Louis Bernard Chateauneuf-du-Pape 2006
Rhone Red Blends from Chateauneuf-du-Pape, Rhone, France
- red wine
- Smooth & Supple
- 14.5% abv
Châteauneuf-du-Pape is the most prestigious southern Rhône wine. It was here that the appellation contrôlée system began in 1923, when a group of local winemakers, led by Baron Le Roy, drew up a charter of six stipulations to regulate and safeguard the quality of their table wines. Decades later, the laws of the appellation contrôlée system remain largly unchanged.
The Templiers originally planted vines in the region in the 12th century. Two hundred years later, it was the papacy of Avignon that continued the winemaking tradition. It was the new chateau (château neuf) completed by Pope John XXII in 1333 for which the wines of this region and the city itself are named.
At its best, Châteauneuf-du-Pape is a broad, generous, sinewy wine showing a range of dark, fruity flavors. The wines derive their uniqueness from several sources. The round red and cream-colored stones and galets, left by ancient Alpine glaciers, absorb heat throughout the day and then reflect it onto the vines during the cool nights. As a result, the grapes reach maximum maturity. Furthermore, the vines here benefit from the cleansing winds of the mistral, which keep them dry and free of undesirable diseases.
Grenache accounts for 60% of the vines planted here, but because it can be unbalanced on its own, another 12 varietals (including five white ones) are permitted for use in making red wines. Châteuneuf-du-Pape white represents only 5% of the total appelation and is also a blend of up to six varietals. Yields are limited to 2.59 tons per acre.
Louis Bernard Winery
Since 1976, Louis Bernard has united winemakers of the Rhone Valley in a common project: to devote the best of their wine and savoir-faire to producing great wines. With production throughout the Cotes du Rhone region, Louis Bernard remains dedicated to showcasing the unique characteristics of each terroir while producing exquisite, world-class wines.
La Chartreuse de Bonpas is a medieval fortified convent located near Avignon in the Provence region of France, on the Durance River. According to legend, the area was originally called "Maupas" (bad passage) because it was dominated by dangerous bandits. In the 12th century, a holy man named Sibertius arrived with soldiers, built a convent, and chased away the evil bandits. Thus, the name was changed from "Maupas" to "Bonpas" (good passage) and became known as a safe haven allowing travelers a secure crossing of the Durance River .
Today, this historic monument is surrounded by 45 acres of A.O.C. Cotes du Rhone vineyards and is home to Louis Bernard. Visitors can tour the chapel, stroll in the beautiful French-style gardens, and enjoy wine tasting in the ancient cellar.
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(shah-too-NUHF due Pahp)
Photo of galets covering the soil at Chateau de BeaucastelSouthern Rhone's landmark region, Chateauneuf du Pape, was the first region to gain AC status in France. That was the 1920s – it's history goes much further back than that. As the name suggests, the wine region was named after the "new papal home," referring to the period of time in the 1300's when the pope resided in Avignon instead of Rome.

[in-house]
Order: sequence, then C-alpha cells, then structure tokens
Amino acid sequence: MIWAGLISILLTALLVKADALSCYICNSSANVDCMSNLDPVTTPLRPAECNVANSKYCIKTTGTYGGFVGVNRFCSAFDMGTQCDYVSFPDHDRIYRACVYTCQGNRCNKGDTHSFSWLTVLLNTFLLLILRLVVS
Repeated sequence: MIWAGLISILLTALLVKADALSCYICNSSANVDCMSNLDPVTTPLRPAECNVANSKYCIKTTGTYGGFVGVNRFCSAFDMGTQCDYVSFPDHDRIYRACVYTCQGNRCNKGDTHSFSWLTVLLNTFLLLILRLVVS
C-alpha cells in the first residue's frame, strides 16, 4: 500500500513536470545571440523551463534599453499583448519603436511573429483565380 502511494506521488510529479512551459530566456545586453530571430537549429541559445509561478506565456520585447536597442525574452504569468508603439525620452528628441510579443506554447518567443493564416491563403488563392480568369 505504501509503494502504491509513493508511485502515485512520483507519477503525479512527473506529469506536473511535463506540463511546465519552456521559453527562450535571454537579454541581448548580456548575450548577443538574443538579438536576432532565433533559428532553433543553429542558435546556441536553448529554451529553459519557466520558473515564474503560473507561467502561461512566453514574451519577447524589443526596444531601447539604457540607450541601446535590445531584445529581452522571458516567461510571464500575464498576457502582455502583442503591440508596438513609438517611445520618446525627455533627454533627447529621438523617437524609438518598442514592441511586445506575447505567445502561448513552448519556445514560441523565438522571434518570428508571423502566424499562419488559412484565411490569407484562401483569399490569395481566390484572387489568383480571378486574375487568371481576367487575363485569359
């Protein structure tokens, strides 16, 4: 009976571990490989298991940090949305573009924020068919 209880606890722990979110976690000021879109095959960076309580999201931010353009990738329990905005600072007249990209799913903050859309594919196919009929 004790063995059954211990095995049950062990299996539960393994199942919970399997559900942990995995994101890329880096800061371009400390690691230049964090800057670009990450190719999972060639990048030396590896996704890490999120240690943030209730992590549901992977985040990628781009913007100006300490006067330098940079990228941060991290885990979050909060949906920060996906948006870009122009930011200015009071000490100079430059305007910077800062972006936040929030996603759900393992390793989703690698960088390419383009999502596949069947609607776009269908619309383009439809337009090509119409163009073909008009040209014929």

Notable Facts There are 13 allowed varieties in Chateauneuf du Pape (14 if you count Grenache Blanc separately from Grenache Noir). Grenache is the primary variety, followed by Syrah and Mourvedre as well as Cinsault. About 97% of the wines here are red, although many chateaux are producing whites ranging from quaffable to decadent and ageworthy. Reds from the best estates emit wonderful flavors of gamey spice, blackberries and currant, as well as the herbs and spices that are known to grow in the region.
Note on the soil: The grapes grow on soils covered in rounded, smooth stones called galets (gah-lay). The stones naturally cover most of the soils throughout Chateauneuf du Pape and are two fold in their duties. First, they are able to reflect and absorb the heat, to quicken the ripening of the grapes. They also help to hold in moisture so that the soils are not dried out by the hot Southern French sun.
About France - Other regions
When it comes to wine, France is a classic. Classic blends, grapes and styles began in the country and they still remain. Think about it - people ask for a Burgundian style Pinot Noir, they refer to wines as Bordeaux or Rhone blends - Champagne even had to pass a law to stop international wineries from putting their region on the label of all sparkling wine.
The top regions of France are: Bordeaux, Burgundy, Champagne, Languedoc-Roussillon, Loire, Rhone. And these regions are so diverse! It makes sense that wine regions throughout the world try to emulate their style. Pinot Noir, Chardonnay, Cabernet Sauvignon and
Syrah are no longer French varieties, but international varieties. They may not be the leader of cutting edge technology or value-priced wines, but there is no doubt that they are still producing wines of great quality and diversity.
Alcohol By Volume Guide
Most wine ranges from 10-16% alcohol by volume. Some varietals tend to have higher (for example Zinfandel and Cabernet Sauvignon) or lower alcohol levels (Pinot Noir and many white varietals), but there is always some variation from producer to producer. Some wine falls outside of this range, for instance Port weighs in closer to 20%, while Muscat and Riesling are usually a bit below 10%.
Wine Style Guide
Light & Fruity
- Red wines that are more fruit-forward and lighter in tannin and body.
Smooth & Supple
- Medium bodied reds that go down easy, with smooth tannins and supple fruit.
Earthy & Spicy
- Wines where earthy and/or spicy dominate the flavors – typically medium to full body.
Big & Bold
- Full bodied wines that have concentrated fruit and are higher in alcohol and/or tannins. Some need age.